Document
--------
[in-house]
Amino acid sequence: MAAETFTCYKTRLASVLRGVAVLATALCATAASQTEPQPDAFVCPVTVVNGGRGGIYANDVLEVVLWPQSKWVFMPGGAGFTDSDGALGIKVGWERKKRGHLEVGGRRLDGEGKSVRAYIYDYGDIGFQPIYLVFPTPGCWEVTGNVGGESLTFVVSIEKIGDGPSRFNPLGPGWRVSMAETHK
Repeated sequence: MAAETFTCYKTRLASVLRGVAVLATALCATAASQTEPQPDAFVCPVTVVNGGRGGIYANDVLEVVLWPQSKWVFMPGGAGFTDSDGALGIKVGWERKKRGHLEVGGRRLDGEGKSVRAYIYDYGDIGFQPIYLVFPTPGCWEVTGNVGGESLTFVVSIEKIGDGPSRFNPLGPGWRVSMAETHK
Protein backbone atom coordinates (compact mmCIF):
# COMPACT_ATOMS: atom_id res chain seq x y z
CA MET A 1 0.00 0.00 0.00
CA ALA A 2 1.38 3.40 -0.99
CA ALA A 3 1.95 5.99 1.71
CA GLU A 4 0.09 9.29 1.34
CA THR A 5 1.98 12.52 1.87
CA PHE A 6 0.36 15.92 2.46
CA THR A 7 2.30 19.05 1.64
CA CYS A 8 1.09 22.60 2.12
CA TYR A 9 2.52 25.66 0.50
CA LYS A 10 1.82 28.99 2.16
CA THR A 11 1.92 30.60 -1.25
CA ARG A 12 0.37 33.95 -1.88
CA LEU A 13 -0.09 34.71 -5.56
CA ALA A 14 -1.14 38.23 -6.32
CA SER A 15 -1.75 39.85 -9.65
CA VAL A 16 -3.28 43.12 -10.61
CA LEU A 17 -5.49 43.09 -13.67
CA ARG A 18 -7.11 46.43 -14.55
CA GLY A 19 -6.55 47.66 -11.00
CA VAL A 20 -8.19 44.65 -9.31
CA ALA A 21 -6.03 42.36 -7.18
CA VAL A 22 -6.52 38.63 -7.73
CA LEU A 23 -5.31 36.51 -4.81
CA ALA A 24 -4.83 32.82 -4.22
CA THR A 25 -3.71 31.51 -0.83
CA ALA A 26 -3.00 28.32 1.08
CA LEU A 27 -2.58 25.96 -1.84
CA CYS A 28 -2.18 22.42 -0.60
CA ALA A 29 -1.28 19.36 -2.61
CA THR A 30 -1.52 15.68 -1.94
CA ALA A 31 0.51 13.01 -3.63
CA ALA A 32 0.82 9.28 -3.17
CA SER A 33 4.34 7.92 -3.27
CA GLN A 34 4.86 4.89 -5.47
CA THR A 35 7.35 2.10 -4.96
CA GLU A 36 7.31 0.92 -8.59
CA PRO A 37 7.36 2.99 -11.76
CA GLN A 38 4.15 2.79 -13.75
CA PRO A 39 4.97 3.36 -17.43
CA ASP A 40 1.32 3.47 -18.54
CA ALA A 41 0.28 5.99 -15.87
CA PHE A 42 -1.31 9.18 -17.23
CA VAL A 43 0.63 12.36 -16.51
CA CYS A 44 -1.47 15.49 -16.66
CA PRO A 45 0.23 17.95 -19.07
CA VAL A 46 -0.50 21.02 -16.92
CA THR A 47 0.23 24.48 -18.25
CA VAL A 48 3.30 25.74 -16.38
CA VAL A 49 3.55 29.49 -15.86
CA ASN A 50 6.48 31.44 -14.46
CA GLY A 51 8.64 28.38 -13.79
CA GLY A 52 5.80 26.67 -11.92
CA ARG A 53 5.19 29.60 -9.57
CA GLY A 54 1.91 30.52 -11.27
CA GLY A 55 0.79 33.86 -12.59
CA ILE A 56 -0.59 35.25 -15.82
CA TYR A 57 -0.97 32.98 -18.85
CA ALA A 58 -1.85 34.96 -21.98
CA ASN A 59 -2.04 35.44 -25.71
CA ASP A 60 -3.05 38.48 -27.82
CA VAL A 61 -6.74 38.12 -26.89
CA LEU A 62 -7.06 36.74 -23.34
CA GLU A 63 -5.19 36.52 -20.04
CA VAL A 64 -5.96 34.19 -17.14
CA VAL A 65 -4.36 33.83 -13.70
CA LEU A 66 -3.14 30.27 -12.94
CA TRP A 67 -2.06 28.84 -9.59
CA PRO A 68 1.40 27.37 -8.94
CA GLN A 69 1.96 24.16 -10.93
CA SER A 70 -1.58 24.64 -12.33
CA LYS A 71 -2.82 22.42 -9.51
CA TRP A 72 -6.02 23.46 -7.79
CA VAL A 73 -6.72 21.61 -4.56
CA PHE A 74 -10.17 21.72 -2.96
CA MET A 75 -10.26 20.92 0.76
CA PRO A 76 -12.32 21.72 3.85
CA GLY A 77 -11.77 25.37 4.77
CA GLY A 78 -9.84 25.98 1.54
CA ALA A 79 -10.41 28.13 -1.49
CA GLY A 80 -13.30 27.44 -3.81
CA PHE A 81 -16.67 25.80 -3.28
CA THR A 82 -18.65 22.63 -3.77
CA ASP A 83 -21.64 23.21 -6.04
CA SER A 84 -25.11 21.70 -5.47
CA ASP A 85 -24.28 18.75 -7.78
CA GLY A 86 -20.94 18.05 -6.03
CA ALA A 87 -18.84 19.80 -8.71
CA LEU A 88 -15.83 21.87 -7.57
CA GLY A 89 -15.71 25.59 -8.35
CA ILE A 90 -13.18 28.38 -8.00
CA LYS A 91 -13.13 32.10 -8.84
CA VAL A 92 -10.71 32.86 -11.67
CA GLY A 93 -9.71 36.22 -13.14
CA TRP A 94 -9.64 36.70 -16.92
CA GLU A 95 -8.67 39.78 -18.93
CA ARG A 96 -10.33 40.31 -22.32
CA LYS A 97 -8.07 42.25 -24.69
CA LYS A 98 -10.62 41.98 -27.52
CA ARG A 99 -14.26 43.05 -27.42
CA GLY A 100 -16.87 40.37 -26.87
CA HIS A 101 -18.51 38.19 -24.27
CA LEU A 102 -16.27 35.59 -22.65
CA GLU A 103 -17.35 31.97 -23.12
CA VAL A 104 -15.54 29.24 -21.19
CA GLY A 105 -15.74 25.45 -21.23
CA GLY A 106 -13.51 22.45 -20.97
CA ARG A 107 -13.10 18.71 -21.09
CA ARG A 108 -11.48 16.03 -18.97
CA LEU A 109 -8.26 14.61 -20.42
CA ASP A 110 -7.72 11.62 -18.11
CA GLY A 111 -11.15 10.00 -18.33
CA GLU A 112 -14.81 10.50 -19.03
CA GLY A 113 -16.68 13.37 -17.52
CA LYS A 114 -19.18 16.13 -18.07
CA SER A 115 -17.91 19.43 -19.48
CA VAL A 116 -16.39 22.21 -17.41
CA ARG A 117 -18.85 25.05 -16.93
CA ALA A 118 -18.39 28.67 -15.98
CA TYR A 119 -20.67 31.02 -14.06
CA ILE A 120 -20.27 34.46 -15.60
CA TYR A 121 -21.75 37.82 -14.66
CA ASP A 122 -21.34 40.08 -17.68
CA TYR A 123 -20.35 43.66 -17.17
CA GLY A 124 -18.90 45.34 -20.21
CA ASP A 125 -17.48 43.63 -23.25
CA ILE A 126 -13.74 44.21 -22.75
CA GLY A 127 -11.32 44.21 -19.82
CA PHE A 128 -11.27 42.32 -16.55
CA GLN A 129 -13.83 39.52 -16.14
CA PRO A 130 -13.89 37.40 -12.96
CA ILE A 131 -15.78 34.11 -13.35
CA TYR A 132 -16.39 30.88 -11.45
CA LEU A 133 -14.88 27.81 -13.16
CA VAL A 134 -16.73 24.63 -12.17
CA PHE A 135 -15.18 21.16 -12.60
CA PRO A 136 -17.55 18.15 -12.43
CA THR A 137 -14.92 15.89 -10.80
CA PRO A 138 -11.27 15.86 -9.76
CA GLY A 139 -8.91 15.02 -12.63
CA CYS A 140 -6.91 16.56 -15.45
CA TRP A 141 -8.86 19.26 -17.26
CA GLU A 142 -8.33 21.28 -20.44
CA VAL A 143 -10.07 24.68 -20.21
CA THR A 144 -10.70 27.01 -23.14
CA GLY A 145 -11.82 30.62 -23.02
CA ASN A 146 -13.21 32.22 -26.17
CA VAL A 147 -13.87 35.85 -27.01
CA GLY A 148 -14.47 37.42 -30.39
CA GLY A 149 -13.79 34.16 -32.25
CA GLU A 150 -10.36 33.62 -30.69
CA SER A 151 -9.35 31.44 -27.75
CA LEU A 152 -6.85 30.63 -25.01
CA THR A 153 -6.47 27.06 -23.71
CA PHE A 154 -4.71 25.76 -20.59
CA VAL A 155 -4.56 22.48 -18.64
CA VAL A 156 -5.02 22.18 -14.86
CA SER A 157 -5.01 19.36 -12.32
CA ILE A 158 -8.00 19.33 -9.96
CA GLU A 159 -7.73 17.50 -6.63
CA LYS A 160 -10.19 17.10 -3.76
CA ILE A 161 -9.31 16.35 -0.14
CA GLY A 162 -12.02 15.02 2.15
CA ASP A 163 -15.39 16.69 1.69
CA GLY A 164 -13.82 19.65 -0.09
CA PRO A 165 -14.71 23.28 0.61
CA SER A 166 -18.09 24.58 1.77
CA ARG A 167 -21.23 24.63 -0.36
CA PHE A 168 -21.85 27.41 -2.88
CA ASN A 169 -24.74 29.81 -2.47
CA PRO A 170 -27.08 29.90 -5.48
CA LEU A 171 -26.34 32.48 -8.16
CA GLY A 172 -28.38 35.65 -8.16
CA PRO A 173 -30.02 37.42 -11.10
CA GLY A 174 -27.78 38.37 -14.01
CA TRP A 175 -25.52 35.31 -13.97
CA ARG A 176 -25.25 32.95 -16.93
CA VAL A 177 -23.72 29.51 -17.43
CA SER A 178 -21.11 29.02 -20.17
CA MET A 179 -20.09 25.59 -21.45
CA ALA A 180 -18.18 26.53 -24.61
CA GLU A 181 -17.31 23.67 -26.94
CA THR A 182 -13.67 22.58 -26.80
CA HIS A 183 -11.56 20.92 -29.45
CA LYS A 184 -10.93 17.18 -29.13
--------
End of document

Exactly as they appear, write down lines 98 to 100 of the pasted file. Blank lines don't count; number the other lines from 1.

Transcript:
CA GLY A 93 -9.71 36.22 -13.14
CA TRP A 94 -9.64 36.70 -16.92
CA GLU A 95 -8.67 39.78 -18.93